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Department of Archaeology

Staff

Dr Andrew R Millard, B.A., D.Phil.

Personal web page

Senior Lecturer in the Department of Archaeology
Telephone: +44 (0) 191 33 41147
Room number: 231

Contact Dr Andrew R Millard (email at a.r.millard@durham.ac.uk)

Biography

My first degree was in chemistry at Oxford, but whilst studying for that I discovered the delights of archaeology, going digging at weekends. I managed to combine these interests when I found a place for my undergraduate project and doctoral work in the Research Laboratory for Archaeology at Oxford. My D.Phil. explored the uptake of uranium into bone in order to improve the basis of uranium-series dating of bone, and a post-doctoral project explored wider issues of the effect of groundwater hydrology on the decay and preservation of bones.

In 1995 I came to Durham a Lecturer, where my research has broadened to cover the chemistry of bones and teeth applied to archaeological problems, and Bayesian statistics applied to archaeology, particularly to the analysis of scientific dating techniques, and with wider applications in Quaternary science. My research is a mixture of work conducted alone and collaborative projects with a range of scholars within Durham (I have collaborated with colleagues in Archaeology, History, Earth Sciences, Geography and Mathematics) and external to Durham (including Leiden, Groningen, Cambridge, Sheffield, British Geological Survey).

Bayesian statistics in archaeology and Quaternary science

Radiocarbon wigglematch calibration

Bayesian statistics, as applied to dating in archaeology, allows the combination of different types of dating methods, substantial improvements in the resolution of dates, and the assigning of dates to events previously considered undateable. My contribution in this area has been to extend the method from its initial application to radiocarbon dates, to application to a wide variety of other dating methods, including uranium-series, luminescence and ESR dating. This has been applied to a major re-evaluation of the dating evidence for hominid fossils in the timeframe 500,000 to 50,000 years ago. I have also worked on the development of novel methods to interpolate the age of events identified in palaeoenvironmental sequences from sediment cores. The Bayesian statistical paradigm has a wide range of potential applications in archaeology, which has led me to work on estimating age-at-death of humans and sheep, and on predicting the location of archaeological sites in the landscape. Through MSc students in Statistics at Sheffield I have also been involved in work on mathematical models for changes in nitrogen isotopes with weaning, and the analysis of uncertainty in chronologies constructed from ancient near eastern King Lists. I have co-supervised PhD students working on modelling the Mousterian-Aurignacian transition in Europe using radiocarbon dates, and on estimating the uncertainty in luminescence dates.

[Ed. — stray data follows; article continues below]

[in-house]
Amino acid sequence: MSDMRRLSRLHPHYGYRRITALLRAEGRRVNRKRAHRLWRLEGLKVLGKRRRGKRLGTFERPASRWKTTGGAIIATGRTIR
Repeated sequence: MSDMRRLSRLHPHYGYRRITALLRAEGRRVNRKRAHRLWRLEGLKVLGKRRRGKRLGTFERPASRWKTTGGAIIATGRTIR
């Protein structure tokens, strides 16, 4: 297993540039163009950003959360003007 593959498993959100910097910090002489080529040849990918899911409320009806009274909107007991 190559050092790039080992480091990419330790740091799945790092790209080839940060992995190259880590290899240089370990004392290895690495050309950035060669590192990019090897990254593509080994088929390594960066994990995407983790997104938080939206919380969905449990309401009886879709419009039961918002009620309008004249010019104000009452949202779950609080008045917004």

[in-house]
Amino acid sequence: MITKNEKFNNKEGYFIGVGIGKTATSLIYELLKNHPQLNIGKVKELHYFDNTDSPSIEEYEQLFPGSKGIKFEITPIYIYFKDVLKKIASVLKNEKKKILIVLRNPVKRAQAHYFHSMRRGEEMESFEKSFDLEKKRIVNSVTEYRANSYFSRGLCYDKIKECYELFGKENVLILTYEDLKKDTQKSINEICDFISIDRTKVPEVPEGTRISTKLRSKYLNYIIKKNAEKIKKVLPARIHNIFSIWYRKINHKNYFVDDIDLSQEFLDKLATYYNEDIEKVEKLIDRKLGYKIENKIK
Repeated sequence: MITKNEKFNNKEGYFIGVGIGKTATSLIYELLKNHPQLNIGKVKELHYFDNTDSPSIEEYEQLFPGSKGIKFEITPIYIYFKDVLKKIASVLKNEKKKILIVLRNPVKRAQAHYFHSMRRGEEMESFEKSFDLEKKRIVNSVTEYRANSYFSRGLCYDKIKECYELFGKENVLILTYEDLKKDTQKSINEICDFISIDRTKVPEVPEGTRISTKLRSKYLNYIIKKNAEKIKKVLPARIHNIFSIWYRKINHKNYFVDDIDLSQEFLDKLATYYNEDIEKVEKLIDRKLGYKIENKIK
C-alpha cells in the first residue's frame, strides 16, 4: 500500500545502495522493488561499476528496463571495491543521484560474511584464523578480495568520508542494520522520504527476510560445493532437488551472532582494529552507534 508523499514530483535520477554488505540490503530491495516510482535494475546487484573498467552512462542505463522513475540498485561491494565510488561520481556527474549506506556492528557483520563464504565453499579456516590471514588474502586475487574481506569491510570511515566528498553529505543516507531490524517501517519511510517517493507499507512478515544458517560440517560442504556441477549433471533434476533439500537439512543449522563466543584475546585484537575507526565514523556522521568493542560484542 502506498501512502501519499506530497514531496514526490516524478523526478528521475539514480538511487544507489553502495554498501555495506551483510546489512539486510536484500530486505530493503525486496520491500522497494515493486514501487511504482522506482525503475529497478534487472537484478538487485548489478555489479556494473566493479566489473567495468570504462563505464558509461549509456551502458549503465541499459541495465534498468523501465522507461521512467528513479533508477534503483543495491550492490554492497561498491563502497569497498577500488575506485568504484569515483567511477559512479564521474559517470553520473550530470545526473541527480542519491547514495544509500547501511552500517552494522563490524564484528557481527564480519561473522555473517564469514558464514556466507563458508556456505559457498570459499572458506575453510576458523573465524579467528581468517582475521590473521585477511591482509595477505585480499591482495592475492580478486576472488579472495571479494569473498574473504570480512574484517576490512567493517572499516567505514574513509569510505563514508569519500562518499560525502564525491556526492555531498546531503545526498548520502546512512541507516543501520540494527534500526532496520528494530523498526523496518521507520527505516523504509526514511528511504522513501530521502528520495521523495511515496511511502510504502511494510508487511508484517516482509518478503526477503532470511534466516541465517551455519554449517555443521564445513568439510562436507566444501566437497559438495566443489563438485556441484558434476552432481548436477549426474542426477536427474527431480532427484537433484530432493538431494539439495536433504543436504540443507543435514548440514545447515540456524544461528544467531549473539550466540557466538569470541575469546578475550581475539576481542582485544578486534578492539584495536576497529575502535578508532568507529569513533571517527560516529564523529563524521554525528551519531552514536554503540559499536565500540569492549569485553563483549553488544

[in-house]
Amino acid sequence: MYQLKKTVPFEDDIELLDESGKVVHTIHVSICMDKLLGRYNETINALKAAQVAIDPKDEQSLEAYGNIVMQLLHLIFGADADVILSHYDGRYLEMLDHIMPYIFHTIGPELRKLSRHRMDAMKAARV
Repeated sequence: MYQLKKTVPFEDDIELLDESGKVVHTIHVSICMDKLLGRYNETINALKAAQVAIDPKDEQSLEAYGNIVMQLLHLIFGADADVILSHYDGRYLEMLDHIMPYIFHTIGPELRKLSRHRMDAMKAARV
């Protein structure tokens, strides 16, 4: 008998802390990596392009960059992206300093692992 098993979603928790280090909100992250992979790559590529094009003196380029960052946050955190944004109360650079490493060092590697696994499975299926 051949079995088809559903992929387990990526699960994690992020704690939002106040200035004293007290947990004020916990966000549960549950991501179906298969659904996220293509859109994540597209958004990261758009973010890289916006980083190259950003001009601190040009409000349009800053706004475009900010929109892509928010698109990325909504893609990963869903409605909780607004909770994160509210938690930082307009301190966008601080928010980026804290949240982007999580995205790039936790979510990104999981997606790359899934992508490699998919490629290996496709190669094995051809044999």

Chemistry of archaeological bones and teeth

My bone and tooth chemistry research mixes technique development, theoretical studies, and archaeological application in collaboration with period specialists. Past work has examined age of weaning using nitrogen isotope ratios, developing a mathematical model and examining its application to a 19th century population from London. A major project examined migration into and around Britain using strontium and oxygen isotope ratios measured in Anglo-Saxon and Viking remains. More recent projects have examined migration of Crusaders and their horses, and diet and migration in the Dutch middle Neolithic. PhD topics in this area that I have supervised include the application of isotope techniques to investigate the diet and migration of 18th-19th century populations, the link between diet and DISH (a disease of the skeleton), comparing the diets of Christians and Muslims in medieval Spain, and the migration of the animals hunted by Upper Palaeolithic humans.

PhD students

I welcome enquiries from potential PhD students in any of the above areas, or in related topics.

Research Interests

  • Applications of computers and statistics in archaeology
  • Chemical and biochemical methods in archaeology
  • Scientific dating techniques

Indicators of Esteem

  • 2015: Invited speaker British Academy Conference: 'Aliens, Foreigners & Strangers in Medieval England c.AD 500-1500', British Academy, 26 & 27 March 2015
  • 2014: Editorial Board, Journal of Archaeological Science Reports:
  • 2012: and 2015: Member of International Scientific Committee for the International Radiocarbon Conference:
  • Reviewer for academic journals and funding agencies:

    Since 2012:

    Journals: Antiquity, Radiation Measurements, Geochronometria, Journal of Archaeological Science, Journal of Human Evolution, Environmental Archaeology, Computer Applications in Archaeology conference proceedings, Quaternary Science Reviews, Proceedings of the Royal Society A, Archaeological and Anthropological Sciences, Journal of Quaternary Science, Radiocarbon, Dendrochronologia, Archaeometry, Palaeogeography Palaeoclimatology Palaeoecology, Quaternary International, European Journal of Archaeology, Collegium Antropologicum, Annals of Applied Statistics, Journal of the North Atlantic, ArchéoSciences

    Funding agencies: National Science Foundation (USA), Marsden Fund (New Zealand), Leverhulme Trust, NERC

Selected Publications

Chapter in book

Edited book

Journal Article

Report

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Supervises